Even so, the promise of circumventing the artisanal aspect of the creation process was too great, so she kept at it. Trial and error became an important part of her work. Large would intentionally run designs through the printer that were structurally unsound to test the device’s limits. When she got stuck, she consulted YouTube and online forums. The final bowls and vases she developed look like they’ve been ripped straight from the colourful digital realms of Tron or Ready Player One. “There’s no painting, there’s no coating on the object,” she says. “I like that it’s coming out of the computer, out of the machine. I take it out and I don’t touch it so that it’s closest to the file.”
In recent years, 3D printing, perhaps dismissed as just a method for creating prototypes or a way for college kids to make plastic trinkets for their friends, has been adopted by a slew of serious designers. They’ve used the machines to produce chairs, tables, vases and even whole wall panels, cementing their spot in a niche-but-growing manufacturing space that shipped 2.1 million printers in 2020. It’s a quantum leap forward from when 3D printers were invented in the mid-1980s, yet the technology is still raw. Despite that, the industry was celebrated last year during the early days of the pandemic, when a group of architects from all over the world used their printers to churn out thousands of face shields for frontline healthcare workers.
The most interesting work, though, is happening at the opposite end of the spectrum from such mass production, by designers who value the machine as a tool that’s capable of forging incredibly complex designs, some that would be otherwise impossible to realise. The apex of this movement is in Europe, particularly Italy, Denmark and the Netherlands, where a rich history of furniture design relied heavily on the handmade. A 3D printer offers a fresh take on these practices, or, for some, a way to rebel against them.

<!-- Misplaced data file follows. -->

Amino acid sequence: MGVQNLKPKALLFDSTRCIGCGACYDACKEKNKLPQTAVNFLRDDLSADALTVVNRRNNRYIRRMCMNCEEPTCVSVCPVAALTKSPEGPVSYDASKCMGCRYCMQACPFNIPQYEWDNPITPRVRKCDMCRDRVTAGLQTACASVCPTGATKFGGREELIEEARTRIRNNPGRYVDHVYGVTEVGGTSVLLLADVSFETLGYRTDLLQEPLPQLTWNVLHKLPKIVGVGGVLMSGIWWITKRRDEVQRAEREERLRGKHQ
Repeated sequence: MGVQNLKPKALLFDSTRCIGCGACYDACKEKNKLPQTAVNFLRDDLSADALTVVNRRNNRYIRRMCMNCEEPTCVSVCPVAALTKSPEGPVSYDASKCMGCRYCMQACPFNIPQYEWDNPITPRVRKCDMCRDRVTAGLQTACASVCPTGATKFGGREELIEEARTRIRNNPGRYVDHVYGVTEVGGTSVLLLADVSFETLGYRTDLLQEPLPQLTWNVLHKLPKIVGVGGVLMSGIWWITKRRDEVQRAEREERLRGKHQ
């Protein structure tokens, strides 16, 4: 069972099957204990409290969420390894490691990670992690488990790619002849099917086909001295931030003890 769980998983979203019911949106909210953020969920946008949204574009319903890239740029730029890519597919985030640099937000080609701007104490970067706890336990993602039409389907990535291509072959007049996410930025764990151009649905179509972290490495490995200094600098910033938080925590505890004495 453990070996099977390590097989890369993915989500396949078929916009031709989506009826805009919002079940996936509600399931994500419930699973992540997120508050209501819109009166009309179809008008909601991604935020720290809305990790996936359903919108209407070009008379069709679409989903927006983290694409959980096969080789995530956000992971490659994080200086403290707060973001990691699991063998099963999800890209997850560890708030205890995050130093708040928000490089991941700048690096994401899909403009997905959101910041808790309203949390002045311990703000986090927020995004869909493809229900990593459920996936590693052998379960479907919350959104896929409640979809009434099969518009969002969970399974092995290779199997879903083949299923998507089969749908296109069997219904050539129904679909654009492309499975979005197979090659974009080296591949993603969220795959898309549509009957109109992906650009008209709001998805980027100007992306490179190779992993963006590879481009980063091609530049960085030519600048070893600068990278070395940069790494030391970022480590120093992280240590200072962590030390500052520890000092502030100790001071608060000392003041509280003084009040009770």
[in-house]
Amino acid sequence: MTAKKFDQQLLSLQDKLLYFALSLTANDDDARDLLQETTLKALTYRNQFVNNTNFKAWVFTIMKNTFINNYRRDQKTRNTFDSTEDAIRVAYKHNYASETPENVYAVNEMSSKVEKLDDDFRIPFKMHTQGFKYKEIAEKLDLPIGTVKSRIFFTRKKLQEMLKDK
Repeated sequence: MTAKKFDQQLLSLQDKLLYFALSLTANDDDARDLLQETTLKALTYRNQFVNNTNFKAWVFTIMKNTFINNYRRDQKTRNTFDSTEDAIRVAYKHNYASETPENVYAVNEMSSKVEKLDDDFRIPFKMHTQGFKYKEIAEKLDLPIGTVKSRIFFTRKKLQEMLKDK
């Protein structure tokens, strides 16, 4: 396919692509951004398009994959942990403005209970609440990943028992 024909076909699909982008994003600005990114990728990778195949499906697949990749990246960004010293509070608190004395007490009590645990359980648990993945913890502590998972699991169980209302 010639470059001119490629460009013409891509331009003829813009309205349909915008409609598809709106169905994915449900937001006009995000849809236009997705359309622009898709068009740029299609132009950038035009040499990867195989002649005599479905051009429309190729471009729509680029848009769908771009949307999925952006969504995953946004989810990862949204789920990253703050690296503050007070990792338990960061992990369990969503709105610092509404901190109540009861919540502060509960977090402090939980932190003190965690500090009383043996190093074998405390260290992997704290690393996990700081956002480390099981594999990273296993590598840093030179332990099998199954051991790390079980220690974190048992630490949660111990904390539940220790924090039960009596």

Spanish firm Nagami makes a point of only creating furniture that takes full advantage of 3D printing’s unique capabilities. Like Large, co-founder Manuel Jiménez García began experimenting with digital fabrication while studying for his master’s at the Architectural Association in London, before moving on to largescale 3D printing. But this was 2009 and there was much less research on the subject. “We were trying to get the concept of 3D printing that you’re probably used to, which is encapsulated into a desktop-sized box, and take it out of that box and build larger pieces,” he says. Eventually, he bought a bigger machine: a 2.4m-tall robotic arm from fabricator ABB that’s often used in automotive manufacturing. The new technology allowed Nagami to make complex furniture on a grander scale, including the Voxel chair, a seat with an intricate structure that, at first glance, resembles the chaos of tangled computer wires. It was a proof of concept, demonstrating that a design sketched on a computer and manufactured by robots can be even more remarkable than one patiently drawn by human hand.
It’s a much faster process too. Voxel can be 3D-printed in a few days using just one continuous line of plastic filament that’s about 2.4km long. “It’s literally depositing material particle by particle,” says Jiménez. “That’s something that by hand you couldn’t do, or else you would need to be the most special person on planet Earth.” Nagami’s ambitions have attracted big-name collaborators like Zaha Hadid Architects. The late architect’s namesake firm drew upon Jiménez’s expertise and hardware to create the Rise chair. The piece features a seamless blue-to-light-green colour gradient, which, like the inner workings of Voxel, is easy to input into a computer but very difficult to execute manually.
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